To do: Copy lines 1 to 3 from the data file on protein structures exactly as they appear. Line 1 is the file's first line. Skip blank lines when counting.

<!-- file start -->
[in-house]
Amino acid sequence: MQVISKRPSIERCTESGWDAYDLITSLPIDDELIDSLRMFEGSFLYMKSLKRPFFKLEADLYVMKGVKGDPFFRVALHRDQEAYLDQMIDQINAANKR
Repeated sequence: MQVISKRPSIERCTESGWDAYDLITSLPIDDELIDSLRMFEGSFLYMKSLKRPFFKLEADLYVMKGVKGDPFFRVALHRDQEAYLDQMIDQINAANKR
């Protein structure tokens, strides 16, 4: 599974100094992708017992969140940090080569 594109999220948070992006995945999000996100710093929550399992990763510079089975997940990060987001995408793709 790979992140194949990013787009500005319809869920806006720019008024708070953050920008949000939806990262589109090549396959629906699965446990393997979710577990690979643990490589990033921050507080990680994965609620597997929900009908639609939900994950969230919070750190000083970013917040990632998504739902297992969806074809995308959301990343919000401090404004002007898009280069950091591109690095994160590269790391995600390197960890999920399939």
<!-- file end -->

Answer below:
[in-house]
Amino acid sequence: MQVISKRPSIERCTESGWDAYDLITSLPIDDELIDSLRMFEGSFLYMKSLKRPFFKLEADLYVMKGVKGDPFFRVALHRDQEAYLDQMIDQINAANKR
Repeated sequence: MQVISKRPSIERCTESGWDAYDLITSLPIDDELIDSLRMFEGSFLYMKSLKRPFFKLEADLYVMKGVKGDPFFRVALHRDQEAYLDQMIDQINAANKR